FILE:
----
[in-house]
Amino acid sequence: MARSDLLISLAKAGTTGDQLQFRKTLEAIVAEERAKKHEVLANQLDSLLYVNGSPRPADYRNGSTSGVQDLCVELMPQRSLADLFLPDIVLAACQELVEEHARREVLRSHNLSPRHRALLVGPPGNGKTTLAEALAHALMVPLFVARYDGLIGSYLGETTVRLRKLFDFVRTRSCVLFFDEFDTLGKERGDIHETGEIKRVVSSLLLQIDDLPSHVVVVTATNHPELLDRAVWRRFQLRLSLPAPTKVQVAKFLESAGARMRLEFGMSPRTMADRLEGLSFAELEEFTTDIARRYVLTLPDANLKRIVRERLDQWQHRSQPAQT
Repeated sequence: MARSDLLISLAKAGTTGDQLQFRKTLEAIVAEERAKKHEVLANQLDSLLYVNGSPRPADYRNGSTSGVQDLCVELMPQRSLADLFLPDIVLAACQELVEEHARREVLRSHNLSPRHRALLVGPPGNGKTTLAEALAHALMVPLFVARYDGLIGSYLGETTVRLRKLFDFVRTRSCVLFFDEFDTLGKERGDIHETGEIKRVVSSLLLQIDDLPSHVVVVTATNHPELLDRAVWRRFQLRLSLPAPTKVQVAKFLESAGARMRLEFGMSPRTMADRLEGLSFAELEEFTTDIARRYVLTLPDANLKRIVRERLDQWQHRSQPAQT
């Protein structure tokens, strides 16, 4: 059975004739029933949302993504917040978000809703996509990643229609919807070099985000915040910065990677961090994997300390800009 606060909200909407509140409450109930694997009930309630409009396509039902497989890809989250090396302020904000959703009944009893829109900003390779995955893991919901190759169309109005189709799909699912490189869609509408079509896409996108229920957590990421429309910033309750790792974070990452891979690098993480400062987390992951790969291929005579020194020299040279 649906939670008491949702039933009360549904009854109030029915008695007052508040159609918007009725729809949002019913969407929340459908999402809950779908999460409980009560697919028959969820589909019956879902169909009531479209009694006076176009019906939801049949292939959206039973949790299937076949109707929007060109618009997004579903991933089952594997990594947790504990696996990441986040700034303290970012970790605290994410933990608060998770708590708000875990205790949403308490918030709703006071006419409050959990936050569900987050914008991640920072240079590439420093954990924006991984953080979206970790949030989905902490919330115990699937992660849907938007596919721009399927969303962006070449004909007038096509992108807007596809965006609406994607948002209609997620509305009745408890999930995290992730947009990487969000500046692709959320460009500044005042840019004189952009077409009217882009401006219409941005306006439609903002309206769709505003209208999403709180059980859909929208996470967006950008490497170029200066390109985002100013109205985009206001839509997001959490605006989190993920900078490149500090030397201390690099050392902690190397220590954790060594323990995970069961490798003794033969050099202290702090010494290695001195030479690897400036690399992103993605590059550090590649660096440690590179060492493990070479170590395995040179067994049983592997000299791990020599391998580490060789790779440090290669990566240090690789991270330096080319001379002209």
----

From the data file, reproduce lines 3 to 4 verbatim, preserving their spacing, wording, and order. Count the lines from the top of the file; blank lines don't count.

Repeated sequence: MARSDLLISLAKAGTTGDQLQFRKTLEAIVAEERAKKHEVLANQLDSLLYVNGSPRPADYRNGSTSGVQDLCVELMPQRSLADLFLPDIVLAACQELVEEHARREVLRSHNLSPRHRALLVGPPGNGKTTLAEALAHALMVPLFVARYDGLIGSYLGETTVRLRKLFDFVRTRSCVLFFDEFDTLGKERGDIHETGEIKRVVSSLLLQIDDLPSHVVVVTATNHPELLDRAVWRRFQLRLSLPAPTKVQVAKFLESAGARMRLEFGMSPRTMADRLEGLSFAELEEFTTDIARRYVLTLPDANLKRIVRERLDQWQHRSQPAQT
């Protein structure tokens, strides 16, 4: 059975004739029933949302993504917040978000809703996509990643229609919807070099985000915040910065990677961090994997300390800009 606060909200909407509140409450109930694997009930309630409009396509039902497989890809989250090396302020904000959703009944009893829109900003390779995955893991919901190759169309109005189709799909699912490189869609509408079509896409996108229920957590990421429309910033309750790792974070990452891979690098993480400062987390992951790969291929005579020194020299040279 649906939670008491949702039933009360549904009854109030029915008695007052508040159609918007009725729809949002019913969407929340459908999402809950779908999460409980009560697919028959969820589909019956879902169909009531479209009694006076176009019906939801049949292939959206039973949790299937076949109707929007060109618009997004579903991933089952594997990594947790504990696996990441986040700034303290970012970790605290994410933990608060998770708590708000875990205790949403308490918030709703006071006419409050959990936050569900987050914008991640920072240079590439420093954990924006991984953080979206970790949030989905902490919330115990699937992660849907938007596919721009399927969303962006070449004909007038096509992108807007596809965006609406994607948002209609997620509305009745408890999930995290992730947009990487969000500046692709959320460009500044005042840019004189952009077409009217882009401006219409941005306006439609903002309206769709505003209208999403709180059980859909929208996470967006950008490497170029200066390109985002100013109205985009206001839509997001959490605006989190993920900078490149500090030397201390690099050392902690190397220590954790060594323990995970069961490798003794033969050099202290702090010494290695001195030479690897400036690399992103993605590059550090590649660096440690590179060492493990070479170590395995040179067994049983592997000299791990020599391998580490060789790779440090290669990566240090690789991270330096080319001379002209």